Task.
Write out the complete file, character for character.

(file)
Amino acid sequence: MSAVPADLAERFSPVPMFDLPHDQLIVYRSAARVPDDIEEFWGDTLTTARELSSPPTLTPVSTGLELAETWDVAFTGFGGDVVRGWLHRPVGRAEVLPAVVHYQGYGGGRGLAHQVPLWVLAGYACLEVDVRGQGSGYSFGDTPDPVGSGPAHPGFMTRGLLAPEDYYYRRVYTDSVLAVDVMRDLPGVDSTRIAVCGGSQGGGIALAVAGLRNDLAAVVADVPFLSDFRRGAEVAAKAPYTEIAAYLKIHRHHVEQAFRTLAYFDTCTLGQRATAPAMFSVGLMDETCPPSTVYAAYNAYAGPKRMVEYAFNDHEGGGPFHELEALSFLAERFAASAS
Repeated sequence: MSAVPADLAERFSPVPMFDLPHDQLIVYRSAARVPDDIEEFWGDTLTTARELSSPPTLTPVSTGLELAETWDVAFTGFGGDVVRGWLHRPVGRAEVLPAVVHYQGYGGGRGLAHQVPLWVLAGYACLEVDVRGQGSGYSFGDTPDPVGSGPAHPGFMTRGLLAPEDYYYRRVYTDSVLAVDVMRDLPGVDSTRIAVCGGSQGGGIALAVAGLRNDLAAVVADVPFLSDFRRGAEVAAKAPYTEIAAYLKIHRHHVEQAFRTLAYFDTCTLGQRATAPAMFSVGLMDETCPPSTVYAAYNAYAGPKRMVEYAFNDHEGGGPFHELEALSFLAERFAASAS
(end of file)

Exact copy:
Amino acid sequence: MSAVPADLAERFSPVPMFDLPHDQLIVYRSAARVPDDIEEFWGDTLTTARELSSPPTLTPVSTGLELAETWDVAFTGFGGDVVRGWLHRPVGRAEVLPAVVHYQGYGGGRGLAHQVPLWVLAGYACLEVDVRGQGSGYSFGDTPDPVGSGPAHPGFMTRGLLAPEDYYYRRVYTDSVLAVDVMRDLPGVDSTRIAVCGGSQGGGIALAVAGLRNDLAAVVADVPFLSDFRRGAEVAAKAPYTEIAAYLKIHRHHVEQAFRTLAYFDTCTLGQRATAPAMFSVGLMDETCPPSTVYAAYNAYAGPKRMVEYAFNDHEGGGPFHELEALSFLAERFAASAS
Repeated sequence: MSAVPADLAERFSPVPMFDLPHDQLIVYRSAARVPDDIEEFWGDTLTTARELSSPPTLTPVSTGLELAETWDVAFTGFGGDVVRGWLHRPVGRAEVLPAVVHYQGYGGGRGLAHQVPLWVLAGYACLEVDVRGQGSGYSFGDTPDPVGSGPAHPGFMTRGLLAPEDYYYRRVYTDSVLAVDVMRDLPGVDSTRIAVCGGSQGGGIALAVAGLRNDLAAVVADVPFLSDFRRGAEVAAKAPYTEIAAYLKIHRHHVEQAFRTLAYFDTCTLGQRATAPAMFSVGLMDETCPPSTVYAAYNAYAGPKRMVEYAFNDHEGGGPFHELEALSFLAERFAASAS